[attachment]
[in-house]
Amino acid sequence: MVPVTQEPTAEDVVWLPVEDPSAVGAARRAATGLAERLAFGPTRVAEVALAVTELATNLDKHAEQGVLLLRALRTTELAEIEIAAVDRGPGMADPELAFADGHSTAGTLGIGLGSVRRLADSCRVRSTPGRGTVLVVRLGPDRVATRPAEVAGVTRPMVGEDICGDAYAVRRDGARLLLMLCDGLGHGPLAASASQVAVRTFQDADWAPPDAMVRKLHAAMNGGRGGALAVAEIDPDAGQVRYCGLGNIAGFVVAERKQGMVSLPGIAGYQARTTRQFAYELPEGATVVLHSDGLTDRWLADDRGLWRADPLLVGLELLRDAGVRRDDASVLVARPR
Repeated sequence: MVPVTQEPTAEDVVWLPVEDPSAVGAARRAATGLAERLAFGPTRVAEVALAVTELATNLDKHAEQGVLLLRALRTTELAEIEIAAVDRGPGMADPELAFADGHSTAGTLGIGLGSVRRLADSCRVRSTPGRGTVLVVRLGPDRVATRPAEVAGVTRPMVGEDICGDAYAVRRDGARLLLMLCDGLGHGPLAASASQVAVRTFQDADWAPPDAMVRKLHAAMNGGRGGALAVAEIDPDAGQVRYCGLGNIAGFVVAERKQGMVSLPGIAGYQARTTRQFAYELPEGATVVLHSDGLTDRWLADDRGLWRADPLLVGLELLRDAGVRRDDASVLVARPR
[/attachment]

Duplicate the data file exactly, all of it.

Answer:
[in-house]
Amino acid sequence: MVPVTQEPTAEDVVWLPVEDPSAVGAARRAATGLAERLAFGPTRVAEVALAVTELATNLDKHAEQGVLLLRALRTTELAEIEIAAVDRGPGMADPELAFADGHSTAGTLGIGLGSVRRLADSCRVRSTPGRGTVLVVRLGPDRVATRPAEVAGVTRPMVGEDICGDAYAVRRDGARLLLMLCDGLGHGPLAASASQVAVRTFQDADWAPPDAMVRKLHAAMNGGRGGALAVAEIDPDAGQVRYCGLGNIAGFVVAERKQGMVSLPGIAGYQARTTRQFAYELPEGATVVLHSDGLTDRWLADDRGLWRADPLLVGLELLRDAGVRRDDASVLVARPR
Repeated sequence: MVPVTQEPTAEDVVWLPVEDPSAVGAARRAATGLAERLAFGPTRVAEVALAVTELATNLDKHAEQGVLLLRALRTTELAEIEIAAVDRGPGMADPELAFADGHSTAGTLGIGLGSVRRLADSCRVRSTPGRGTVLVVRLGPDRVATRPAEVAGVTRPMVGEDICGDAYAVRRDGARLLLMLCDGLGHGPLAASASQVAVRTFQDADWAPPDAMVRKLHAAMNGGRGGALAVAEIDPDAGQVRYCGLGNIAGFVVAERKQGMVSLPGIAGYQARTTRQFAYELPEGATVVLHSDGLTDRWLADDRGLWRADPLLVGLELLRDAGVRRDDASVLVARPR